Executable components 410 include one or more of various components to implement functionality described herein, on one or more of the servers depicted in FIG. 2. For example, executable components 410 may include a search engine 412, operable to receive search queries from users and perform web searches based on those queries. Search engine 412 may further include a user interface that allows the user to input the query and view search results, such as the user interface depicted in FIG. 1. Executable components 410 may also include query processing component 414, which may be configured to perform various tasks related to query reformulation as described herein.
  • [0043]
    In some embodiments, executable components 410 may include a classifier training component 416. This component may be present, for example, where computing device 400 is one of the classifier training server device(s) 208. Classifier training component 416 may be configured to perform various tasks related to the offline training of the classifier, as described herein. Executable components 410 may further include other components 418.
  • [0044]
    As shown in FIG. 4, computing device 400 may also include removable storage 420 and/or non-removable storage 422, including but not limited to magnetic disk storage, optical disk storage, tape storage, and the like. Disk drives and associated computer-readable media may provide non-volatile storage of computer readable instructions, data structures, program modules, and other data for operation of computing device 400.
  • [0045]
    In general, computer-readable media includes computer storage media and communications media.
  • [0046]
    Computer storage media includes volatile and non-volatile, removable and non-removable media implemented in any method or technology for storage of information such as computer readable instructions, data structure, program modules, and other data. Computer storage media includes, but is not limited to, RAM, ROM, erasable programmable read-only memory (EEPROM), SRAM, DRAM, flash memory or other memory technology, compact disc read-only memory (CD-ROM), digital versatile disks (DVDs) or other optical storage, magnetic cassettes, magnetic tape, magnetic disk storage or other magnetic storage devices, or any other non-transmission medium that can be used to store information for access by a computing device.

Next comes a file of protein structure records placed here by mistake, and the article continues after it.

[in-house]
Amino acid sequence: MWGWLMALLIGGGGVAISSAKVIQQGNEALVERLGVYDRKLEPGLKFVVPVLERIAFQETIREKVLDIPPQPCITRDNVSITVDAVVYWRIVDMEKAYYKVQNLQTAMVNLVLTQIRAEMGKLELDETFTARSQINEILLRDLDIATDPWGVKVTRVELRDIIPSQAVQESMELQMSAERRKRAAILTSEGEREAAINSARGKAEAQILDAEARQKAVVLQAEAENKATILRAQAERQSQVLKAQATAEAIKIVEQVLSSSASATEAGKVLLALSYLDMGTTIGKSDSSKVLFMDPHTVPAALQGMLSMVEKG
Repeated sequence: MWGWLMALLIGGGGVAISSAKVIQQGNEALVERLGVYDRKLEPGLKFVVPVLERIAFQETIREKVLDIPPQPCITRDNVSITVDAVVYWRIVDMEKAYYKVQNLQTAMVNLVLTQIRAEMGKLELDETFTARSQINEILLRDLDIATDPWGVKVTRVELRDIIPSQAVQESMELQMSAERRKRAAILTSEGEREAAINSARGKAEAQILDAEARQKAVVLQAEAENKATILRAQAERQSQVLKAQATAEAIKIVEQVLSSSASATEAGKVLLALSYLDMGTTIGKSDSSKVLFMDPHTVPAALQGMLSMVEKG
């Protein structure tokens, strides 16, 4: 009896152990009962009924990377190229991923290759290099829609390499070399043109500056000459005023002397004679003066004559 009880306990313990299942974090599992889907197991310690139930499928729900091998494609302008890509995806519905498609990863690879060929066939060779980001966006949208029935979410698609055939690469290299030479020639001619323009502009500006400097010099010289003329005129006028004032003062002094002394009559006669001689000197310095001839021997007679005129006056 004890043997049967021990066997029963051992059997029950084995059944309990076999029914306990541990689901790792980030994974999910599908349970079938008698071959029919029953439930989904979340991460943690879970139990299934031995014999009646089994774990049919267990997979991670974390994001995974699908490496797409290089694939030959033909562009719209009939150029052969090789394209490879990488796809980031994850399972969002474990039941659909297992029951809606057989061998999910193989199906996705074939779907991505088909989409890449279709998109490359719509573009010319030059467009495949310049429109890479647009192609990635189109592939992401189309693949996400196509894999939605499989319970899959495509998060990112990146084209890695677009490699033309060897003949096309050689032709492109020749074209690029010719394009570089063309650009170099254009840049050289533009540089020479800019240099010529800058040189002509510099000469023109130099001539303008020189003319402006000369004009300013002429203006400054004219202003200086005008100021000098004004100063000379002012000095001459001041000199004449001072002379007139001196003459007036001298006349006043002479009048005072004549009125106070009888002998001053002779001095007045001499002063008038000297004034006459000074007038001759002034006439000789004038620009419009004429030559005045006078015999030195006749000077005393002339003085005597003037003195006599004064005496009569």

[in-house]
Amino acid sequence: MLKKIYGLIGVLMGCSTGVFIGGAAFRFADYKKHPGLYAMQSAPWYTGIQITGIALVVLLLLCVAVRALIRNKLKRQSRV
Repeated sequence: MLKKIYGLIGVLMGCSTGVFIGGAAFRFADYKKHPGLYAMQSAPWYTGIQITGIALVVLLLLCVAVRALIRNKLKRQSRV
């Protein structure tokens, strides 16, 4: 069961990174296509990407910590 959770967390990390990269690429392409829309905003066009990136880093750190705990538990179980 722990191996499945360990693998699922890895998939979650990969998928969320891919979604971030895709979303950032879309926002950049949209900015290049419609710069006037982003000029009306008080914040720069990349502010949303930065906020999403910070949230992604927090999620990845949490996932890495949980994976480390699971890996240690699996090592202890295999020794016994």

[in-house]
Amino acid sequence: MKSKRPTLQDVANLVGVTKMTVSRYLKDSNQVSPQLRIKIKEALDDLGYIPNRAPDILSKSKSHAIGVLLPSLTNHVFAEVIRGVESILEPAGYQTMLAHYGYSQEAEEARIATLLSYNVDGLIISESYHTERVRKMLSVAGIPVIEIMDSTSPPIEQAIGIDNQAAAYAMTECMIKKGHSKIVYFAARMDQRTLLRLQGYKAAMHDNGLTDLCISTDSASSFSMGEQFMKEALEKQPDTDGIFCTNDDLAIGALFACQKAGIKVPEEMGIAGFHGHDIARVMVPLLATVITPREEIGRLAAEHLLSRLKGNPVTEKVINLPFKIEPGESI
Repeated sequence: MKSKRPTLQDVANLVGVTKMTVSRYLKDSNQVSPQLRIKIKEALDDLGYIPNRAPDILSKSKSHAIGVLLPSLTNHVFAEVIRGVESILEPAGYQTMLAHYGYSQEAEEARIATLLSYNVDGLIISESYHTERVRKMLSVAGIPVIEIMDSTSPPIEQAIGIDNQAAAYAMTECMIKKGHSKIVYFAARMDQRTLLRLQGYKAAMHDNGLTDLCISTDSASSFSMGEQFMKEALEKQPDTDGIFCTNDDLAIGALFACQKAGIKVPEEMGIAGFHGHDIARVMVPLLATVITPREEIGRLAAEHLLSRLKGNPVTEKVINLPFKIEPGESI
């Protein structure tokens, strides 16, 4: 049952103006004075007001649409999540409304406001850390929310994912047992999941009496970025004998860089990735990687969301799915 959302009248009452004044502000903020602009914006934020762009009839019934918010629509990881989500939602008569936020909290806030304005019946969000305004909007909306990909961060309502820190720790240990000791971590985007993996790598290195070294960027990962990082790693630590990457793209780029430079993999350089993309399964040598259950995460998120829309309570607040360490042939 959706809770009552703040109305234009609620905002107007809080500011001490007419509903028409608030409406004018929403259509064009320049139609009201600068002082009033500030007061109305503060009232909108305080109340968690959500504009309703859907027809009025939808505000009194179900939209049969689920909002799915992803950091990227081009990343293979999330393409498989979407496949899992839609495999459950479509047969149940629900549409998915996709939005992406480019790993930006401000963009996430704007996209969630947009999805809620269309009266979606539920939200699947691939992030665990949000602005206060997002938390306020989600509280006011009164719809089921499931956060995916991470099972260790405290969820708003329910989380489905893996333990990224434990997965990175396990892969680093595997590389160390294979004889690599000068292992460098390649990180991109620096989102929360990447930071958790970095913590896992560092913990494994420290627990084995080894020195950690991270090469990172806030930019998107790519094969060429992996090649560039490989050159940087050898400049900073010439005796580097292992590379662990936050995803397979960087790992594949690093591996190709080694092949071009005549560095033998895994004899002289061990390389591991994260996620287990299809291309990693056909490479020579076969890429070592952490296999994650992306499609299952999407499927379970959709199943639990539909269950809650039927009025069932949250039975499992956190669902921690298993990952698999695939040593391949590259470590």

• [0047]
    In contrast, communication media may embody computer readable instructions, data structures, program modules, or other data in a modulated data signal, such as a carrier wave or other transmission mechanism. As defined herein, computer storage media does not include communication media.
  • [0048]
    Computing device 400 may include input device(s) 424, including but not limited to a keyboard, a mouse, a pen, a voice input device, a touch input device, and the like. Computing device 400 may further include output device(s) 426 including but not limited to a display, a printer, audio speakers, and the like. Computing device 400 may further include communications connection(s) 428 that allow computing device 400 to communicate with other computing devices 430, including client devices, server devices, databases, or other computing devices available over network(s) 202.
  • Illustrative Processes
  • [0049]
    FIGS. 5A, 5B, 6A, and 6B depict flowcharts showing example processes in accordance with various embodiments. The operations of these processes are illustrated in individual blocks and summarized with reference to those blocks. The processes are illustrated as logical flow graphs, each operation of which may represent a set of operations that can be implemented in hardware, software, or a combination thereof. In the context of software, the operations represent computer-executable instructions stored on one or more computer storage media that, when executed by one or more processors, enable the one or more processors to perform the recited operations. Generally, computer-executable instructions include routines, programs, objects, modules, components, data structures, and the like that perform particular functions or implement particular abstract data types. The order in which the operations are described is not intended to be construed as a limitation, and any number of the described operations can be combined in any order and/or in parallel to implement the process.